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12

Noble is a background, not a class It is a background and you can find the mechanics of choosing to be a Noble under Backgrounds in Chapter 4 of the PHB (Personality and Background.) It is also not listed as option in Chapter 3: Classes. Your example In your example, you would be a Tiefling Druid with the Noble background. You pick your race, your class,...


50

The word "class" is being used in two different senses here. Noble, as a social class stratum in a Feudal/Medieval setting, is a different use of the term than "Class" for a PC such as Druid, Fighter, Ranger, Wizard, etc, that has a progression from level 1 - 20 with game mechanical benefits. Answer: Noble is a background for D&D 5e, not a PC class. ...


1

I would honestly suggest some sort of compromise if you're worried about it completely breaking things. If you want to make the RP more immersive, have the player in question respec a level or two at a time with their character finding an in-game means of retraining their skills. Basically, make them work for it and make it an enhancement to roleplaying. ...


-1

As other answers have said, there is no balance problem - but you are right that your other players may want the same thing... So just be open and upfront with them. Ask them if they think it's OK, and offer them the same deal (maybe with some restrictions applying that you work together with them, so it still fits with everything you have planned.) I know ...


0

I think allowing a multiclassed character to rebuild to a single-classed version of the same character is fine, as long as the concept is still believable, or the character's transition from one class or subclass to another is believable. I know that all players make a few character choices they regret, and MMOs usually have Respec options for good reason (...


19

Yes, this is fine. It's unlikely to lead to problems. In my games, I use a more aggressive rule. I tell players: "I want to make sure you're playing the character you want to play. Between sessions, if there's any decision about your character that you feel wasn't the right choice, feel free to change it. You can change your spells, your feats, your ...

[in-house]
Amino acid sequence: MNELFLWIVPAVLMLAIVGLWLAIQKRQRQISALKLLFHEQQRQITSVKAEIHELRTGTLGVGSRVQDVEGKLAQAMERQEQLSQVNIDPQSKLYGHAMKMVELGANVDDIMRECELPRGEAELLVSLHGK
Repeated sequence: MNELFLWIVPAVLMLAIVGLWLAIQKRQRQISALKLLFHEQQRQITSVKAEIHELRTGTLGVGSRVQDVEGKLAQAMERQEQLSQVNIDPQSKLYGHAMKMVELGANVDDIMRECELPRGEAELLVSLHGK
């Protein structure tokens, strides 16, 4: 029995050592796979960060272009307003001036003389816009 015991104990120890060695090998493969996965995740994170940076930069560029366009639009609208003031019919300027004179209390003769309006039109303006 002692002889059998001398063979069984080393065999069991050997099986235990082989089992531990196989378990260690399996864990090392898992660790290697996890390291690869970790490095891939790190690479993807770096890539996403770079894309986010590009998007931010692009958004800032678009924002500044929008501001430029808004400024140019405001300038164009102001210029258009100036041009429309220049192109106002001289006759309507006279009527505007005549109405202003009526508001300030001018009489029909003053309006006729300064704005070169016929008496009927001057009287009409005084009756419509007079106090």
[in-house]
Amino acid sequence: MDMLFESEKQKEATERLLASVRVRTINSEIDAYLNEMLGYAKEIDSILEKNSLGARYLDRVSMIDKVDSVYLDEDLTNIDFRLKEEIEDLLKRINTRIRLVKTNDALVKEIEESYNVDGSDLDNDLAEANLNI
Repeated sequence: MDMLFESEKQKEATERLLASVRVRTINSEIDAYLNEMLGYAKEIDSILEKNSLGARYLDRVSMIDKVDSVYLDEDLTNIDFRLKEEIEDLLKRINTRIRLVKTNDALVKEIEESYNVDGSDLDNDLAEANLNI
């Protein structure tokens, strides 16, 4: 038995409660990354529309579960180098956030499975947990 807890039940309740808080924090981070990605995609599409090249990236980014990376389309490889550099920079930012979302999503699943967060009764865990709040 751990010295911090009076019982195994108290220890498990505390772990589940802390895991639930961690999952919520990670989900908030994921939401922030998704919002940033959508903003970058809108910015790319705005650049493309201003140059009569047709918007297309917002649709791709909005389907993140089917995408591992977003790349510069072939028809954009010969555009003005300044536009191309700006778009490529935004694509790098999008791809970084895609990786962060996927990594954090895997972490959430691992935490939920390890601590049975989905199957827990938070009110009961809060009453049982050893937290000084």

57

This is known as a "re-spec", and it's reasonable on occasion. While changing one's character levels isn't a standard rule in D&D 5th edition, it's not unreasonable to allow a character to change a poorly-built character on a one-off basis like this. In fact, the Adventurer's Guild organized play rules explicitly allow low-level characters to do this: ...


7

It would not be unfair The game is designed so that class levels are meant to balance out. A level 5 warlock should be about as strong as a level 3 warlock/level 2 fighter. You could come up with some kind of justification in game to account for the change. Or you could just hand wave it. Ultimately the game is meant to be fun for everyone, not bogged down ...


7

No As the the Sage Advice Compendium ruling states: If you have spell slots, can you use them to cast the 1st-level spell you learn with the Magic Initiate feat? Yes, but only if the class you pick for the feat is one of your classes. The fact that the same spell appears on your druid spell list doesn't change that. You can still prepare and cast ...


5

In a campaign that otherwise adopts the 3.5 revision, an original druid would likely still be Tier 1 The druid was a Tier 1 class before the 3.5 revision. The changes made by the 3.5 revision only made the druid into a stronger Tier 1 class. That's not to say that the 3.5 revision didn't change the druid significantly. For example, the animal companion ...


10

The question is broad, so I will be giving a broad answer, without entering the specifics of each one of your sub-questions (as I feel that actually requiring an answer to each would result in closing the question). The general answer is: reliability gets punished, bursty stuff gets rewarded. With that in mind... Which classes are most affected? Classes ...


28

I'll step through each of the classes individually, but first the broad strokes: [Most] Spellcasters will fare much better than everyone else The main check on the power of a Spellcaster is their limited resources. If a Level 9 character uses a 5th Level Spell Slot, that's it: that's the only fifth level spell they'll get for the whole day. Wizards and ...


3

Some axioms I have here: When it’s conceivable for the order of levels to not matter, there should be a strong preference for having it not matter. There are definitely parts of the game where it is unavoidable for the order to matter (primarily, but not exclusively, 1st-level benefits), but every time it matters, the game gets more complex in unnecessary ...


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